Even if we understand the mathematical theories behind the machine model it is still complicated to get insight into the internal working of that model, hence black box models are lacking transparency, consequently we raise the question: “Can we trust our results?”

In fact: “Can we explain how and why a result was achieved?” A classic example is the question “Which objects are similar?”, but an even more interesting question would be to answer “Why are those objects similar?”

We believe that there is growing demand in machine learning approaches, which are not only well performing, but transparent, interpretable and trustworthy. We are currently working on methods and models to reenact the machine decision-making process, to reproduce and to comprehend the learning and knowledge extraction process. This is important, because for decision support it is necessary to understand the causality of learned representations [5], [6]. If human intelligence is complemented by machine learning and at least in some cases even overruled, humans must still be able to understand, and most of all to be able to interactively influence the machine decision process. This needs context awareness and sensemaking to close the gap between human thinking and machine “thinking”.

A huge motivation for this approach are rising legal and privacy aspects, e.g. with the new European General Data Protection Regulation (GDPR and ISO/IEC 27001) entering into force on May, 25, 2018, will make black-box approaches difficult to use in business, because they are not able to explain why a decision has been made.

This will stimulate research in this area with the goal of making decisions interpretable, comprehensible and reproducible. On the example of health informatics this is not only useful for machine learning research, and for clinical decision making, but at the same time a big asset for the training of medical students.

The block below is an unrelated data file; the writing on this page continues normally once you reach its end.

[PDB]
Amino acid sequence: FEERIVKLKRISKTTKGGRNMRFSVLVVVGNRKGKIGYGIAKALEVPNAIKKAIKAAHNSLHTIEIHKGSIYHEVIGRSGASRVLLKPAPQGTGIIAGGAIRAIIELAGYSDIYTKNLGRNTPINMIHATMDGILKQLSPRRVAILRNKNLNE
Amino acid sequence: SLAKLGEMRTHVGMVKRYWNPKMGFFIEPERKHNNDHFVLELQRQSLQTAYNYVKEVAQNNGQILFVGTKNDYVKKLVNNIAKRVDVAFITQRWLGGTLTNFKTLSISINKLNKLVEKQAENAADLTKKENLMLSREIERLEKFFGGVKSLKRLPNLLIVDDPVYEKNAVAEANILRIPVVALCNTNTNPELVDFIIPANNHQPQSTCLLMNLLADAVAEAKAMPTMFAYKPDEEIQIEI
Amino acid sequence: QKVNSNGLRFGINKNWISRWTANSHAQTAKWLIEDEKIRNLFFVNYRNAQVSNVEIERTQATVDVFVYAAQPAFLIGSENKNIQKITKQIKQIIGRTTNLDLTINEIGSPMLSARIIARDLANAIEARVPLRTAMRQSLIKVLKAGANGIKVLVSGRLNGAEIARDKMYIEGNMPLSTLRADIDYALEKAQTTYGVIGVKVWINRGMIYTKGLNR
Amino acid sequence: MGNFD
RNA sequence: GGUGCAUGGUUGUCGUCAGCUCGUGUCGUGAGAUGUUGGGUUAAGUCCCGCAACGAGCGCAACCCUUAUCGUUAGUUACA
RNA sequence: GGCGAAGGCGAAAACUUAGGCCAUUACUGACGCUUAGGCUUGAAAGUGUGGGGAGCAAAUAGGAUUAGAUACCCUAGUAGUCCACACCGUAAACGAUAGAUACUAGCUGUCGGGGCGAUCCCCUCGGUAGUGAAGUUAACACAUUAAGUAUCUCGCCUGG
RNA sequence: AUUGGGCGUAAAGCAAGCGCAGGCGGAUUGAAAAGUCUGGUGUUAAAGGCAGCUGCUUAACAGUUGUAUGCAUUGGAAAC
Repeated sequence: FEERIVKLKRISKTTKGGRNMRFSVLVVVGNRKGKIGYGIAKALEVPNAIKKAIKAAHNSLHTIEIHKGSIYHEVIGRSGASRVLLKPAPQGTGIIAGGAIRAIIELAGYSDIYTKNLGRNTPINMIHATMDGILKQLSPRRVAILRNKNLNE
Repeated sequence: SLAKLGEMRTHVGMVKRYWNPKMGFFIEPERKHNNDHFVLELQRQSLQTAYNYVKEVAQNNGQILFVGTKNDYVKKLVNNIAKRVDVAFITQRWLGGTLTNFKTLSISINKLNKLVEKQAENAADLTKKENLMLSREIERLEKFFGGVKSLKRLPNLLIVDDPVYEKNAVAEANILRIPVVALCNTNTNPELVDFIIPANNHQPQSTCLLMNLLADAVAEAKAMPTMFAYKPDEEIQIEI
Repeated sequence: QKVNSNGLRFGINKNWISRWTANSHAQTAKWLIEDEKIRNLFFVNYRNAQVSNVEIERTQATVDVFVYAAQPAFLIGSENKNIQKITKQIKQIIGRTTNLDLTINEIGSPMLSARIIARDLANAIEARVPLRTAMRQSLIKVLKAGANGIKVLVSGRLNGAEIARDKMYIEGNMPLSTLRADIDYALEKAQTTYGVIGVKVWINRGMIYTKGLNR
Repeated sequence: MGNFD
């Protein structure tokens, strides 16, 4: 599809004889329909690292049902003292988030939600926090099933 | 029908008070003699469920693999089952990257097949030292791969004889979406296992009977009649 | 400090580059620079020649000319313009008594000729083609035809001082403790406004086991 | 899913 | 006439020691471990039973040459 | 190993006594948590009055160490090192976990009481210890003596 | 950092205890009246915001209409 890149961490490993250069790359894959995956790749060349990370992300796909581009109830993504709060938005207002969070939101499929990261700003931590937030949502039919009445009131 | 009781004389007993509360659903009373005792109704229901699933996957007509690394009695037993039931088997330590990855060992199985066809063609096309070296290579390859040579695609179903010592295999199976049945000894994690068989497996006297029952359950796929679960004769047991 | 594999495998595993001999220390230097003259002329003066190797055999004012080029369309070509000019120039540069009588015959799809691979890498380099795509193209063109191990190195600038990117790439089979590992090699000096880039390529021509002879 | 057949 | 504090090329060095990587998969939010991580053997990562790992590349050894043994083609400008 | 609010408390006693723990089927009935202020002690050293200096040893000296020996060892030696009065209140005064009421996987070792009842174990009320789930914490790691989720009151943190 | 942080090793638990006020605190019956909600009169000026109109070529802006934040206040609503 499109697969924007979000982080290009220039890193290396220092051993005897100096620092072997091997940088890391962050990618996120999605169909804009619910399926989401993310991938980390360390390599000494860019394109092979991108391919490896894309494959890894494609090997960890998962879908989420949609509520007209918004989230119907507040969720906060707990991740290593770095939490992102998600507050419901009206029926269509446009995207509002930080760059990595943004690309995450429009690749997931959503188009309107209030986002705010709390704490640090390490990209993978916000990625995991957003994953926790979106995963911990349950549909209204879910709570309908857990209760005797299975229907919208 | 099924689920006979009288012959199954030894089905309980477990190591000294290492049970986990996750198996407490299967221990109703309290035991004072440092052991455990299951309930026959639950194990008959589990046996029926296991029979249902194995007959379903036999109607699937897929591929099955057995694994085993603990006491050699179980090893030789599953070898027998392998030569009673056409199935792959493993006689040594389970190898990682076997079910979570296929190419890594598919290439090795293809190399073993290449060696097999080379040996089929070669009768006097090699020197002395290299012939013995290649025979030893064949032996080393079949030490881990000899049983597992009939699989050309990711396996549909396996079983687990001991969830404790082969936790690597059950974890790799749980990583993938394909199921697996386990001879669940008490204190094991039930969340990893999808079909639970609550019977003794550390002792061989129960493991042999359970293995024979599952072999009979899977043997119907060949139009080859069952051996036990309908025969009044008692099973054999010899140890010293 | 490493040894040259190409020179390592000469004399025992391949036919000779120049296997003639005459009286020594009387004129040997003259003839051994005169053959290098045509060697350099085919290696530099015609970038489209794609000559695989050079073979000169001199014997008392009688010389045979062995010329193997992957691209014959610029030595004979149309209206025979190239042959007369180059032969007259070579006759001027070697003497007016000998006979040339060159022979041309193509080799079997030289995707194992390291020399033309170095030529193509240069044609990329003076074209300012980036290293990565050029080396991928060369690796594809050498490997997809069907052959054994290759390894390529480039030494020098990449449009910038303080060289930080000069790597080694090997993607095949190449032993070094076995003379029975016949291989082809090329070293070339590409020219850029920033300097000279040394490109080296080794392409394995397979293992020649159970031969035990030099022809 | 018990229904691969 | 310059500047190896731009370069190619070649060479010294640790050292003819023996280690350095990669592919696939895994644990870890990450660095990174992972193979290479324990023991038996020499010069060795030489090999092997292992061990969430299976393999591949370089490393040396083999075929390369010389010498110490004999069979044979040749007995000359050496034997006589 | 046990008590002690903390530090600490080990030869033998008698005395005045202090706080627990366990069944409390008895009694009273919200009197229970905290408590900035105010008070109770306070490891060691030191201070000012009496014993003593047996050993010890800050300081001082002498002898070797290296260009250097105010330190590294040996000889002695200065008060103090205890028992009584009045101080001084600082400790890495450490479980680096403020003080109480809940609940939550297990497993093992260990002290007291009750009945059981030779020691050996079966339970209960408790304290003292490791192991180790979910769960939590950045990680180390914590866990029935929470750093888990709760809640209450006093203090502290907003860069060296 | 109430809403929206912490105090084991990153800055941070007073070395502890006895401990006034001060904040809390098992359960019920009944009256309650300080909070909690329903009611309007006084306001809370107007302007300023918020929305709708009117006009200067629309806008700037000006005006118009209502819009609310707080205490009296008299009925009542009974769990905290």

The General Data Protection Regulation (GDPR) (Regulation (EU) 2016/679) is a regulation by which the European Parliament, the Council of the European Union and the European Commission intend to strengthen and unify data protection for all individuals within the European Union (EU). It also addresses the export of personal data outside of the European Union (this will affect data-centric projects between the EU and e.g. the US). The GDPR aims primarily to give control back to citizens and residents over their personal data and to simplify the regulatory environment for international business by unifying the regulation within the EU. The GDPR replaces the data protection Directive 95/46/EC) of 1995. The regulation was adopted on 27 April 2016 and becomes enforceable from 25 May 2018 after now a two-year transition period and, unlike a directive, it does not require national governments to pass any enabling legislation, and is thus directly binding – which affects practically all data-driven businesses and particularly machine learning and AI technology Here to note is that the “right to be forgotten” [7] established by the European Court of Justice has been extended to become a “right of erasure”; it will no longer be sufficient to remove a person’s data from search results when requested to do so, data controllers must now erase that data. However, if the data is encrypted, it may be sufficient to destroy the encryption keys rather than go through the prolonged process of ensuring that the data has been fully erased [8].

A recent, and very interesting discussion with Daniel S. WELD (Artificial Intelligence, Crowdsourcing, Information Extraction) on Explainable AI can be found here: